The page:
Minimum thermometer

We use it to determine the minimum temperature between two observation. It is a spirit thermometer with internal scale. The liquid is colourless or painted spirit. There is a blue or red glass index in the capillary near the surface of the spirit. In case the temperature falls, the surface of the spirit draws the index, and when the temperature raises, the spirit expands and advances in the capillary, but leaves the index on the lowest place. The thermometer must be in vertical position so that the index should not remove due to its weight. The scale is marked of 0.5 grades.

Vaisala HMP 35D, HMP 45D type electrical thermometer and hygrometer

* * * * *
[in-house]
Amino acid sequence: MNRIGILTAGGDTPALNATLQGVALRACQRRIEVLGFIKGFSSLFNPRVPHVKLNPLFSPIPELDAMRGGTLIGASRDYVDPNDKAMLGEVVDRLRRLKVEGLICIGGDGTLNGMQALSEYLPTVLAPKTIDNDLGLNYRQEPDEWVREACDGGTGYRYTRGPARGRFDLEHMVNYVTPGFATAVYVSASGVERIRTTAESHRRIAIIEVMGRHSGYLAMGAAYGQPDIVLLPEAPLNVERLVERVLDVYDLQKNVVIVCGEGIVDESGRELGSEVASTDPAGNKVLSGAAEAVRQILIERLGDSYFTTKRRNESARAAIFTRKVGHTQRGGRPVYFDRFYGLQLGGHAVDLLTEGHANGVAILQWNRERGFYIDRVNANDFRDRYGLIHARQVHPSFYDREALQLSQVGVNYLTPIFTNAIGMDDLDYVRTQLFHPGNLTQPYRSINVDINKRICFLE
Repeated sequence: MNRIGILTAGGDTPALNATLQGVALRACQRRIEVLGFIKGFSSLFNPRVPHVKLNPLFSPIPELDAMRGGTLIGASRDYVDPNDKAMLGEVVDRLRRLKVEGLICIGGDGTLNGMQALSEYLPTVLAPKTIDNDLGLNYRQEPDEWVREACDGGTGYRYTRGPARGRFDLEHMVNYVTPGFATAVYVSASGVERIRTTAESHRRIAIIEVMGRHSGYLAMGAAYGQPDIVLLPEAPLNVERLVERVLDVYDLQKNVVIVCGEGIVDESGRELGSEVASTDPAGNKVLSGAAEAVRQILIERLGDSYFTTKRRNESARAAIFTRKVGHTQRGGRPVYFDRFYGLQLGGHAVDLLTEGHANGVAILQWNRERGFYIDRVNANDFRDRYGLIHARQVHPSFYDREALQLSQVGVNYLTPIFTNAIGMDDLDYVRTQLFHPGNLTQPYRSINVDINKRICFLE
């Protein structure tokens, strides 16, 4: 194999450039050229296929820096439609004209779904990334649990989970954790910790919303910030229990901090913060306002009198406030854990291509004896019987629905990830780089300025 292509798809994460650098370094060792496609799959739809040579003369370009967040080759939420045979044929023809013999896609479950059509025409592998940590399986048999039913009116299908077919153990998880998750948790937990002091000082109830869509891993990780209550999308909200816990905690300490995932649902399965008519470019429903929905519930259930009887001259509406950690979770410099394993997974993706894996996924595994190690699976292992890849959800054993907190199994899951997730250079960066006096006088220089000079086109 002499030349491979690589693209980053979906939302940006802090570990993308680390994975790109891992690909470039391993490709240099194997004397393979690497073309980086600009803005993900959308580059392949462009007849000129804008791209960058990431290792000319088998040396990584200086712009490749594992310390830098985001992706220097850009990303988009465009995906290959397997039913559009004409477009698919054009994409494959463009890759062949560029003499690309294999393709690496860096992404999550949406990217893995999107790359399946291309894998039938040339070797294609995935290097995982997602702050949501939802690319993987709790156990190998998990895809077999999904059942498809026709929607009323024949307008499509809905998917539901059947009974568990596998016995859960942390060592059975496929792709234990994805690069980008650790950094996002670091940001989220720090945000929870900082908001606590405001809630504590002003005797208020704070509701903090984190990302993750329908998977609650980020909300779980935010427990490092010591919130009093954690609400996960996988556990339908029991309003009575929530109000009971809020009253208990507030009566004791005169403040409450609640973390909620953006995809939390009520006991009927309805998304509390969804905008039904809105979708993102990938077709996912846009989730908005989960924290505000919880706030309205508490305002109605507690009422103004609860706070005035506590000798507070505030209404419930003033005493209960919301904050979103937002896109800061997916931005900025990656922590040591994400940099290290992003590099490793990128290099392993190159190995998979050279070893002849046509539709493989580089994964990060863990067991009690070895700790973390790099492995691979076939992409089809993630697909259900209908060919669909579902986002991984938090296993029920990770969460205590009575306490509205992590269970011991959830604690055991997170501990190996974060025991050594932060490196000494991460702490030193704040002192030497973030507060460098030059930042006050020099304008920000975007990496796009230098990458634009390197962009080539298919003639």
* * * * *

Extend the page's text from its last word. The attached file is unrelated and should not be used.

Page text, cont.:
In case of automatic stations we use a combined instrument for measuring air temperature and humidity which is placed in an English-type screen or under a screen protecting against radiation. The temperature is measured continuously by a platinum resistance thermometer. The continuous sampling makes it possible to determine temperature frequently. The automatons have been set so that the measured data are available in every 10 minutes. We receive in every 10 minutes the 10-minute mean, 10-minute maximum and 10-minute minimum values. Beside this frequency of measurements there is no need for separate instrument for determining extreme temperatures.

kep3 Precipitation measurements